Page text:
When you’re nervous, as most people are in job interviews, you sometimes talk more than needed. But rather than getting you further than silence might, the words just pour out, tumbling all over themselves. And in effect, all those tumbling words may prove to be less effective than they might otherwise be – or worse yet work against you.
So here’s the thing: Sometimes silence, if used right, can be more powerful than all those space-filling words. But how and when do you use silence to your best advantage in your interview?
The scary sounds of silence
I think one of the things people fear most is not having enough “smart” things to say during a job interview. Or worse yet, responding in some way to the other person, and then being met with a cold stare and dreaded silence.
Silence feels scary. It’s a time when you can easily dredge up all the doubts and fears sitting inside. It often feels like you’re not doing enough of what you’re supposed to be doing – whatever that may be.
And it also feels like you’ve somehow ceded control and are allowing the other person time to be judging you. As if you’re giving them a chance to stare at you and for just that brief moment – the opening you create by not speaking – they can see see into the darkest parts of your soul.
But silence is not always a bad thing. Sometimes what feels like forever is really just a few seconds – time to catch your breath and your thoughts and also let ideas and impressions sink in.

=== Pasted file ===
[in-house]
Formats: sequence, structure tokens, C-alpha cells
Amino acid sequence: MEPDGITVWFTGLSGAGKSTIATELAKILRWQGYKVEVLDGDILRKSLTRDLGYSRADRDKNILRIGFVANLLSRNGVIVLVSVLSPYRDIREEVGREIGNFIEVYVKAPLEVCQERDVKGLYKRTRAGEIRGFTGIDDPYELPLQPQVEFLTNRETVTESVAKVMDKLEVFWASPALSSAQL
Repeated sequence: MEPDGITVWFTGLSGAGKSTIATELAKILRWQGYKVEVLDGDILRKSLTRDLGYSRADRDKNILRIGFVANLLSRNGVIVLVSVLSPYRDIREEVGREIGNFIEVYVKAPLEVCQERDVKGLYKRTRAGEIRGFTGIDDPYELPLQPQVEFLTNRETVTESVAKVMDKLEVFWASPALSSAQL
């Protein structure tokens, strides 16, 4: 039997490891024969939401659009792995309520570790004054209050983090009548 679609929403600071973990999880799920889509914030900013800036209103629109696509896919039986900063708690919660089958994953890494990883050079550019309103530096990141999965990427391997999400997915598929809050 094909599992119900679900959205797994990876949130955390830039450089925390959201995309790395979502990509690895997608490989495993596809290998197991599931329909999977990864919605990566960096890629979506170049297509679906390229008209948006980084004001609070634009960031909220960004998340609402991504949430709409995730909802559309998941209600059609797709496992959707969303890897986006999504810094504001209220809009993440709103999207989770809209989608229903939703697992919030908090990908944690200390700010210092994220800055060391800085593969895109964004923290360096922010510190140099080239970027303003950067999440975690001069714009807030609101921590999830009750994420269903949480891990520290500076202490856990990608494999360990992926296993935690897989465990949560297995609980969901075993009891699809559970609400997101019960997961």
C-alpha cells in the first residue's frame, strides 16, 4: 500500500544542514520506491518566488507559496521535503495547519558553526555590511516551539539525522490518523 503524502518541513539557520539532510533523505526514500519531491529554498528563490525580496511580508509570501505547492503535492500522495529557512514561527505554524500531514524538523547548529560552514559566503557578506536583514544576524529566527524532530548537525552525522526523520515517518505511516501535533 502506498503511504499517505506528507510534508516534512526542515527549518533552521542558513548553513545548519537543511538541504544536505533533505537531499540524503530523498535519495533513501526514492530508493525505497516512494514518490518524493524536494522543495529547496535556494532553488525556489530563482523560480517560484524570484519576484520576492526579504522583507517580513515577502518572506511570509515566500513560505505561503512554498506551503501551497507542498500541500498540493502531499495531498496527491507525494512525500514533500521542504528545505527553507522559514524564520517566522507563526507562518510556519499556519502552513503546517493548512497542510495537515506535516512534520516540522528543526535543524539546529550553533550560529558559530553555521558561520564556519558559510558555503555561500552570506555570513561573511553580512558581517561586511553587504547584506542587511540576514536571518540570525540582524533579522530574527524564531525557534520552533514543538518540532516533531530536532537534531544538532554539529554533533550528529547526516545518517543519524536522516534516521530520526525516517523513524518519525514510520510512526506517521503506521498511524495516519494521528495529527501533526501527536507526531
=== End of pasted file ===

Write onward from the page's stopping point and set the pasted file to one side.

Using silence in job interviews
Silence when looking for an answer: An employer might ask a question meant to make you think or even squirm a bit and then see how you handle it. The important thing isn’t always the exact words you use to answer, but the way you think things through and the clear-headedness of your response.
Don’t feel rushed. Yes … time is limited and you certainly don’t want to look slow-witted, but rushing to respond before brain is engaged is only going to work against you. No one wants to hire people who think AFTER they act!
So take a moment … maybe saying something like “That’s a great question. Hmmm … let me think.” And then give yourself a few extra seconds to do just that. It’s perfectly ok.
Silence in your response: When you’re nervous, it’s easy to start speaking quickly. And then there is that fear of leaving any empty spaces that we talked about. But sometimes silence … or more precisely a well-placed pause … can help you pace your answer so that the interviewer can take in your thoughts more completely. And so can you!
Pauses can be used for emphasis of important points. They also can help you connect with the other person, by taking a moment to look them in the eyes and smile for a few beats ( 2 or 3 seconds) after saying something you want them to remember. Connection is the key to a great interview.
Most importantly, it helps you stay in the moment, really remembering to answer what was asked – not some gush of thoughts you almost can’t control. And it helps you keep your answers at a pace that both you and the interviewer can feel comfortable with.
So don’t be afraid of silence. Learn to use to your advantage. Practice working with “the sounds of silence” during your interview preparation. Your interviews will be all the better for it!
And remember, your body language speaks even when you don’t:
More help with your interviews: